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Vezzetti E.,Polytechnic University of Turin | Tornincasa S.,Polytechnic University of Turin | Marcolin F.,Polytechnic University of Turin | Moos S.,Polytechnic University of Turin | And 4 more authors.
Proceedings of the 12th IASTED International Conference on Biomedical Engineering, BioMed 2016 | Year: 2016

A 3D automatic facial expression recognition procedure is presented in this work. The method is based on point-by-point mapping of seventeen Differential Geometry descriptors onto the probe facial depth map, which is then partitioned into seventy-nine regions. Then, features such as mean, median, mode, volumes, histograms are computed for each region and for each descriptor, to reach a varied large set of parameters representing the query face. Each set of parameters, given by a geometrical descriptor, a region, and a feature, form a trio, whose featuring numerical values are compared with appropriate thresholds, set via experimentation in a previous phase by processing a limited portion of the public facial Bosphorus database. This allows the identification of the emotion-based expression of the query 3D face among the six basic ones (anger, disgust, fear, joy, sadness, surprise). The algorithm was tested on the Bosphorus database and is suitable for applications in security, marketing, medical. The three-dimensional context has been preferred due to its invariance to different lightening/make-up/camouflage conditions.


Cignini P.,Fetal Maternal Medical Center | Giorlandino M.,Fetal Maternal Medical Center | Brutti P.,University of Rome La Sapienza | Mangiafico L.,Fetal Maternal Medical Center | And 2 more authors.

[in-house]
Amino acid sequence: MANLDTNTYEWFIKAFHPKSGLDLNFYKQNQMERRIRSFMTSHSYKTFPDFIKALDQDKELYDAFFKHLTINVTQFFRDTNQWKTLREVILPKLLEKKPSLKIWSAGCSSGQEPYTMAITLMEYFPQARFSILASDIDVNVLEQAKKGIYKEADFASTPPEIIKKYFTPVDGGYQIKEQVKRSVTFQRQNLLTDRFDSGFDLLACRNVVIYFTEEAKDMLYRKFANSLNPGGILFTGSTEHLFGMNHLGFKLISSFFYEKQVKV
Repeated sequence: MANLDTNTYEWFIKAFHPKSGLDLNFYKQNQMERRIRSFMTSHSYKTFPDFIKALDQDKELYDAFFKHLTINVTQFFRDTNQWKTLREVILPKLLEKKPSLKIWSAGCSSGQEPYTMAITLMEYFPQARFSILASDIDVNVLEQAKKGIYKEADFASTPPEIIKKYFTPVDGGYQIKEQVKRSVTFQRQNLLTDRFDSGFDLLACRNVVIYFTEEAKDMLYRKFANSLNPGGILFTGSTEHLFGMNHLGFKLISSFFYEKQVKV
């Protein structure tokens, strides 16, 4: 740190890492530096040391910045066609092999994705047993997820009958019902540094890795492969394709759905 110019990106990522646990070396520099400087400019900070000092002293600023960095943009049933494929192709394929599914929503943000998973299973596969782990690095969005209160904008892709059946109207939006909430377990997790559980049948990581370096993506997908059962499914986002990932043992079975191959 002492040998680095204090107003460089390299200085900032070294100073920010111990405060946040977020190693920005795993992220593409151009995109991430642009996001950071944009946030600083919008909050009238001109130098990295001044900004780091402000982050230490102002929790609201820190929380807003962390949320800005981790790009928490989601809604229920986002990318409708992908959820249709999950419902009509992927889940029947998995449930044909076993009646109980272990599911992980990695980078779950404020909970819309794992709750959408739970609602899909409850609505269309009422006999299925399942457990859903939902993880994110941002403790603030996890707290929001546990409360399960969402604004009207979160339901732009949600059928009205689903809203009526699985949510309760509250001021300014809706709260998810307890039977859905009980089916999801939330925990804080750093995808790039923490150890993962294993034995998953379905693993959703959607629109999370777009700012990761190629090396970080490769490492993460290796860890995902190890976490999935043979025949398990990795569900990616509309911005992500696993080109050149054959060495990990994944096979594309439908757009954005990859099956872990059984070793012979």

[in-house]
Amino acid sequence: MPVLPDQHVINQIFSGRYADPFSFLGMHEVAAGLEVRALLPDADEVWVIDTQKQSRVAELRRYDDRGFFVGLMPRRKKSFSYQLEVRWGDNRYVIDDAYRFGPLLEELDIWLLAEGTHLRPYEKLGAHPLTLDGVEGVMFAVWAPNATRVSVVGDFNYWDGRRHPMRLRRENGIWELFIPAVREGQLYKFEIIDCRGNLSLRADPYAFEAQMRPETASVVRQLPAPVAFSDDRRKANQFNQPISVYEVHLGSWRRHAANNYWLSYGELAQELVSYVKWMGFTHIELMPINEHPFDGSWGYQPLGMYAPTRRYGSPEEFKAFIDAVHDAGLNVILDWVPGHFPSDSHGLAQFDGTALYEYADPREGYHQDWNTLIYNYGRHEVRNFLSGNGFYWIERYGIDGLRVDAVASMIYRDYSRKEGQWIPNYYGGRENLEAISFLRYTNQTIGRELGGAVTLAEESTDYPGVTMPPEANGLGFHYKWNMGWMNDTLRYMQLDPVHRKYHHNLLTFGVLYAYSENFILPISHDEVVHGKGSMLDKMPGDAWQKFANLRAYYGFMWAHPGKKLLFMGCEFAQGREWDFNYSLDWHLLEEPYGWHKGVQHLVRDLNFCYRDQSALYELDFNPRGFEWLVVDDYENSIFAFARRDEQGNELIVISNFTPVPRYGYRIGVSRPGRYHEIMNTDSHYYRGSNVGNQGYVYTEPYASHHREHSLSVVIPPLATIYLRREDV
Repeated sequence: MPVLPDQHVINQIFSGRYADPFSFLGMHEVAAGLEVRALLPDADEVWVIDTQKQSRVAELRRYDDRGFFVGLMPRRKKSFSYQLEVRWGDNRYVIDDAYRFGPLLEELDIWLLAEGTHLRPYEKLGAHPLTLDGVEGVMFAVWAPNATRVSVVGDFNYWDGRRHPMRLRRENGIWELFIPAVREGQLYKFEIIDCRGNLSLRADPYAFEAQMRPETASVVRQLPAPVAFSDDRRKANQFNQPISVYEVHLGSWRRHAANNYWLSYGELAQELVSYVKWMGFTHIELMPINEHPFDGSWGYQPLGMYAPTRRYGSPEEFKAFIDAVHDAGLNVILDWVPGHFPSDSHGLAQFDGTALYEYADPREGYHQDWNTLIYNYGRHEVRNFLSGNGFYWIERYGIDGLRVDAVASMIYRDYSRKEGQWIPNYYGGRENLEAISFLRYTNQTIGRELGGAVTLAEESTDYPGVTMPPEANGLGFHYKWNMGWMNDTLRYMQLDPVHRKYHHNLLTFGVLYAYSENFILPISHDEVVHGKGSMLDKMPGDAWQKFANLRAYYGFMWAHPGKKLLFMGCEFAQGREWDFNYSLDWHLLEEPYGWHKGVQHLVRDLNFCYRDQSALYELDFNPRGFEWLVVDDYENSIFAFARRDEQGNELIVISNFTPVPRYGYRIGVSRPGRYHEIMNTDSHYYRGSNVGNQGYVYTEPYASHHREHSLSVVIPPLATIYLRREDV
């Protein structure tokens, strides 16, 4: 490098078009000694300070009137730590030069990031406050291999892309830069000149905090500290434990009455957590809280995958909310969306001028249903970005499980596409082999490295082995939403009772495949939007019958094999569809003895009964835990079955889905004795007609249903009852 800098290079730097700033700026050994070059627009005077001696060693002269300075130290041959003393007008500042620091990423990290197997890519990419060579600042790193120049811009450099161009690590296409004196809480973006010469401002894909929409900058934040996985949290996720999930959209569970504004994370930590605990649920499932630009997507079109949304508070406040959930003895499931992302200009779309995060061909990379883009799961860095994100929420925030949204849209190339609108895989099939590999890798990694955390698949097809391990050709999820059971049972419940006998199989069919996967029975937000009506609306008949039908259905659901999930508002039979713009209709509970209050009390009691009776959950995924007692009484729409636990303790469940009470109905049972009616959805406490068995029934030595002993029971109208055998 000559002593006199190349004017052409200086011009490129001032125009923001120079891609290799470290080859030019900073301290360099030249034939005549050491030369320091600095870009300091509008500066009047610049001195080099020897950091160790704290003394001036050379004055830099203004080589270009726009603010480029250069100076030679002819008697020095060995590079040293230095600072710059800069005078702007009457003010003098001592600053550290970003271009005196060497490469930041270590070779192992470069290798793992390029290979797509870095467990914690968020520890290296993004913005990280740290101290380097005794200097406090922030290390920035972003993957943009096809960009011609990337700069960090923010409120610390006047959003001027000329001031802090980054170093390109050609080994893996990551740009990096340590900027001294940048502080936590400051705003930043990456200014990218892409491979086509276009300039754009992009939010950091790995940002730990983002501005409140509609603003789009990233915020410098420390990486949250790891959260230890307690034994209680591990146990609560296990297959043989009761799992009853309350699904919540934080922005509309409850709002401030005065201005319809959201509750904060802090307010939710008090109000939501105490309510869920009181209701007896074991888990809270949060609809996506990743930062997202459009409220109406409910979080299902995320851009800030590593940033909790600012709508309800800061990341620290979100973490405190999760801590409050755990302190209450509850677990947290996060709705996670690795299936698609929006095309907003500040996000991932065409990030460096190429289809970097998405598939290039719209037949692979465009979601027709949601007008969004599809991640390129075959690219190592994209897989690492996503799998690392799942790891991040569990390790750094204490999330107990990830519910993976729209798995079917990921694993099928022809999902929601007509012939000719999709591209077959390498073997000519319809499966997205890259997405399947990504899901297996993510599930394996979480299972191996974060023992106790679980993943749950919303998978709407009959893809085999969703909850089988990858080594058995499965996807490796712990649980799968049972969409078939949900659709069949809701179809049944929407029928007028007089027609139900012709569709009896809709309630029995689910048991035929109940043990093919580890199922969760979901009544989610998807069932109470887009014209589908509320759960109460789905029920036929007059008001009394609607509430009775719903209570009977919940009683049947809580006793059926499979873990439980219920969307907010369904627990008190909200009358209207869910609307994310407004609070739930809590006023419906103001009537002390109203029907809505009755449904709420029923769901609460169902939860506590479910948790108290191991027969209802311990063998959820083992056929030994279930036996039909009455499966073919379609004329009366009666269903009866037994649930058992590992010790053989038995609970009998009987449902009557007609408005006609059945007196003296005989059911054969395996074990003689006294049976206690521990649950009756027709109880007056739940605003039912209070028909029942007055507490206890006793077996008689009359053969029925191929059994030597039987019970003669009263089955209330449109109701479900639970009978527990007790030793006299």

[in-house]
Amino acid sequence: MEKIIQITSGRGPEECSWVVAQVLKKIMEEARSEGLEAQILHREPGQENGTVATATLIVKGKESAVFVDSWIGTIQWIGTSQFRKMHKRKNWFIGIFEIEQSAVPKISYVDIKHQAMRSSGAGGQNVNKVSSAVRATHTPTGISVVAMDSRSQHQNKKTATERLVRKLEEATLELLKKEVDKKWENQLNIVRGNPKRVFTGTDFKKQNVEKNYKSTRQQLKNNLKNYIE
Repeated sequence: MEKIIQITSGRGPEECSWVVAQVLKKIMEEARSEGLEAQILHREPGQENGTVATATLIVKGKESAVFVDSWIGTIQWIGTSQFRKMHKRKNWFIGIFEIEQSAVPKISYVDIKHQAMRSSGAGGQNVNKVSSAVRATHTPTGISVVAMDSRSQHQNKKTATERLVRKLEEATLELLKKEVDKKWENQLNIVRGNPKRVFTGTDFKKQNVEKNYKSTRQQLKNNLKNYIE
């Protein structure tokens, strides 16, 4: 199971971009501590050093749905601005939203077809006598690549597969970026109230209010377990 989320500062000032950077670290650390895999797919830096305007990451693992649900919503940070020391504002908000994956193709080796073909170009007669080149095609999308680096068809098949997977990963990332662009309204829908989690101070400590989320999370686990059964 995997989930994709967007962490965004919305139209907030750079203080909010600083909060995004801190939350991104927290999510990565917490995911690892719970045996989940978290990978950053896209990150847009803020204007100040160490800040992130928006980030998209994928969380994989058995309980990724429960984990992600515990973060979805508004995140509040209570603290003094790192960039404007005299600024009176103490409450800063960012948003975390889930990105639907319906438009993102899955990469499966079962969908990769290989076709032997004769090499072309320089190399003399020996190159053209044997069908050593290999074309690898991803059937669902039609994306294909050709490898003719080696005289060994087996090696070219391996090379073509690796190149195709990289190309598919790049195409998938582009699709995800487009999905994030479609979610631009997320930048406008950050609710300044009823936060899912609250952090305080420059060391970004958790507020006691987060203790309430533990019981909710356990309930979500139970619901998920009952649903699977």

PLoS ONE | Year: 2016

Objective To establish reference charts for fetal cerebellar vermis height in an unselected population. Methods A prospective cross-sectional study between September 2009 and December 2014 was carried out at ALTAMEDICA Fetalâ€"Maternal Medical Centre, Rome, Italy. Of 25203 fetal biometric measurements, 12167 (48%) measurements of the cerebellar vermis were available. After excluding 1562 (12.8%) measurements, a total of 10605 (87.2%) fetuses were considered and analyzed once only. Parametric and nonparametric quantile regression models were used for the statistical analysis. In order to evaluate the robustness of the proposed reference charts regarding various distributional assumptions on the ultrasound measurements at hand, we compared the gestational age-specific reference curves we produced through the statistical methods used. Normal mean height based on parametric and nonparametric methods were defined for each week of gestation and the regression equation expressing the height of the cerebellar vermis as a function of gestational age was calculated. Finally the correlation between dimension/gestation was measured. Results The mean height of the cerebellar vermis was 12.7mm (SD, 1.6mm; 95% confidence interval, 12.7â€"12.8mm). The regression equation expressing the height of the CV as a function of the gestational age was: height (mm) = -4.85+0.78 x gestational age. The correlation between dimension/gestation was expressed by the coefficient r = 0.87. Conclusion This is the first prospective cross-sectional study on fetal cerebellar vermis biometry with such a large sample size reported in literature. It is a detailed statistical survey and contains new centile-based reference charts for fetal height of cerebellar vermis measurements. © 2016 Cignini et al. This is an open access article distributed under the terms of the Creative Commons Attribution License, which permits unrestricted use, distribution, and reproduction in any medium, provided the original author and source are credited.